Justice Scalia deserves special praise for pushing back against therapeutic nihilism: Rebuking the majority opinion in Romer v. Evans, he shot back, “The Court has mistaken a Kulturkampf [“culture struggle”] for a fit of spite.” In his dissent from Edwards v. Aguillard (1987), he wrote, regarding a balanced-treatment rule regarding evolution, “The questions of its constitutionality cannot rightly be disposed of on the gallop, by impugning the motives of its supporters.” In his dissent from the Weisman decision, with its talk of psychological coercion, Scalia wrote, sarcastically, “Perhaps further intensive psychological research remains to be done on these matters.”
The Chimera of Neutrality
Michigan State’s Frank Ravitch (our SBTS church-state textbook’s editor) has written, “Like the tooth fairy, neutrality is just a myth, but like children who want the tooth fairy to visit, we want it to be real or at least for something to stand in for it to make us believe it is real.” Well, actually, neutrality is a dangerous stance, no more desirable than possible. To quote William James, belief in God is a live, forced, and momentous option for individuals, and I would suggest that it extends to governments as well.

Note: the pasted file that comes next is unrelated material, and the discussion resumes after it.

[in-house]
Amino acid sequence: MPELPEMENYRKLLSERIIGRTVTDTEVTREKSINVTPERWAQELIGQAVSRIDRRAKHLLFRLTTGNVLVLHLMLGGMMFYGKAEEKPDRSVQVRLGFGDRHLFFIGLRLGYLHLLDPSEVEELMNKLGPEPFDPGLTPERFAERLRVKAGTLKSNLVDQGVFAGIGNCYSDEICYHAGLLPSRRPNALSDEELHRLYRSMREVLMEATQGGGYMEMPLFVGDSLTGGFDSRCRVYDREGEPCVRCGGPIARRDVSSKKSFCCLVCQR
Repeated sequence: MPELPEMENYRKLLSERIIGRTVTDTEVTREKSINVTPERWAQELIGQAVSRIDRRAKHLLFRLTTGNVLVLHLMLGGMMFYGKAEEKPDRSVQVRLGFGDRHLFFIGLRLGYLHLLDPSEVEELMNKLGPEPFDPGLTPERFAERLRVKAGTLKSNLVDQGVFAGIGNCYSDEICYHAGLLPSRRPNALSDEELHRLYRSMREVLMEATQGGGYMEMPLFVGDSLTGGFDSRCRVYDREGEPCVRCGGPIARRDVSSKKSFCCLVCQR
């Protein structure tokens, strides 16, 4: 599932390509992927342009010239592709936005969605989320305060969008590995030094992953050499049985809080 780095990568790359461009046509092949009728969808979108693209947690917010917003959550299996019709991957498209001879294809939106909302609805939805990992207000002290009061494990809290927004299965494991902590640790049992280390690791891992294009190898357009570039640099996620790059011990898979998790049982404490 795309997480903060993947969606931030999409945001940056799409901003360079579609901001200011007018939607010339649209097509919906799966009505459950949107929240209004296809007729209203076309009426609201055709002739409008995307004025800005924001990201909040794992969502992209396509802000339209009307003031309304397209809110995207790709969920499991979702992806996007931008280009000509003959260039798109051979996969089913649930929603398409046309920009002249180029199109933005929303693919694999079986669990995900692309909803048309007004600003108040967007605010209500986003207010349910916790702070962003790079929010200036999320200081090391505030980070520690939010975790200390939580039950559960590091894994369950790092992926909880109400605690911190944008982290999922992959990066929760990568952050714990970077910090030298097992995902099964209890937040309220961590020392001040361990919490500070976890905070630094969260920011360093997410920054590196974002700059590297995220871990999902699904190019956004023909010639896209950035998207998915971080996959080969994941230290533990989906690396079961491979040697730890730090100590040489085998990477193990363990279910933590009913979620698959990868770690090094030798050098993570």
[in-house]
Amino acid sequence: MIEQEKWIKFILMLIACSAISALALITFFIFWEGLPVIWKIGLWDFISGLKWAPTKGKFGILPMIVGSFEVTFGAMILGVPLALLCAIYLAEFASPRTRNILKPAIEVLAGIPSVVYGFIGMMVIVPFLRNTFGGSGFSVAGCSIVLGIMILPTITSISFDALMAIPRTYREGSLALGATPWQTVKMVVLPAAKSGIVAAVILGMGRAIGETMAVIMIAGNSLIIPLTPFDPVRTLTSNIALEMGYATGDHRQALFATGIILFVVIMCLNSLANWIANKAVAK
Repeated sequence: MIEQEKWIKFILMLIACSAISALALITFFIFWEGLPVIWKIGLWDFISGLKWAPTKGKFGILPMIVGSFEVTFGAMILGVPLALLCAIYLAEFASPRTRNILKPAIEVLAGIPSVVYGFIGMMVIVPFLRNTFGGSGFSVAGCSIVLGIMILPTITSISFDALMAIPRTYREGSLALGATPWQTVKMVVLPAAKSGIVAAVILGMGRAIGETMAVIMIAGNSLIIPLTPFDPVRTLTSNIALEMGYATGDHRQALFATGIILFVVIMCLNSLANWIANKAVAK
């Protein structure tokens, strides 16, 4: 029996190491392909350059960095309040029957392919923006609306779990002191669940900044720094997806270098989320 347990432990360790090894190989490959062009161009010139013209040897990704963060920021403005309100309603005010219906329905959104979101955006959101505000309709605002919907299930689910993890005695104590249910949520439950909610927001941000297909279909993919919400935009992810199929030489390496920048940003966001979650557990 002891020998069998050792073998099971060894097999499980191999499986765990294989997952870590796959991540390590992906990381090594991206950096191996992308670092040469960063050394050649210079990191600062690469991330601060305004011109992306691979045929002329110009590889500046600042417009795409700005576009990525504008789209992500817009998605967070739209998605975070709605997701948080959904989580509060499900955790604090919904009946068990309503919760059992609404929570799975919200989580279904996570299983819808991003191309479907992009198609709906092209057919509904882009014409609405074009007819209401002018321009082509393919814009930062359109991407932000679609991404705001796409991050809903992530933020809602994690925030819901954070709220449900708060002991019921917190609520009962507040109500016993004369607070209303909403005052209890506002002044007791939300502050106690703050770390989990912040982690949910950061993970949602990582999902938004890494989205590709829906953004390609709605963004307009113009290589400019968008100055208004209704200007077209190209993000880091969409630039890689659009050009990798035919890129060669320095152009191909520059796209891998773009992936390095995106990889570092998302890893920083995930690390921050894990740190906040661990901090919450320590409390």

I think of journalistic objectivity, another impossibility. While, of course, you wish the press to give fair reading to the issues, you hardly want newspapermen who think there is a moral equivalency between NAMBLA and the Red Cross, who aren’t sure if the birth of mongrel puppies under a house on Oak Street is more important than the mayor’s embezzling a million dollars. You have to be coming from somewhere. Similarly, states are coming from or going toward somewhere. And, in that connection, it is critical where those starting points and destinations might be.
We hear a lot of over-heated talk about the establishment of religion when government gives slightest nod to the Judeo-Christian perspective, but I think preemptive disestablishment is more to the point. We need to take a via negativa, avoiding deference to such faiths as Hinduism, with its caste system; Islam, with its sharia-driven dhimmitude; Animism, with its indifference to science, its worship of nature and overweening superstition; Buddhism, with its irrationality and self-absorption; Atheism, where humanity arbitrarily definable and morally unaccountable; Shintoism, with its ancestor worship; Cults, with their sexual adventurism; Utopianism, with its love of tyranny; Scientism, which spawned eugenics; Rationalism, which yields radically divergent conclusions depending upon the premises: “garbage in garbage out.”
Rather, we need a nation giving special honor to the Judeo-Christian perspective – not to establish a church, for there is no such denomination, but to recognize, following the Bible, that man is made in God’s image (Red and Yellow, Black and White . . . and, yes, developmentally disabled persons . . . All are Precious in His Sight); that man in fallen (necessitating checks and balances and term limits); that licit marriage is between one man and one woman (hence DOMA); that people are free to follow their consciences, for membership in the family of God is based not on coercion, but on belief, which cannot be coerced.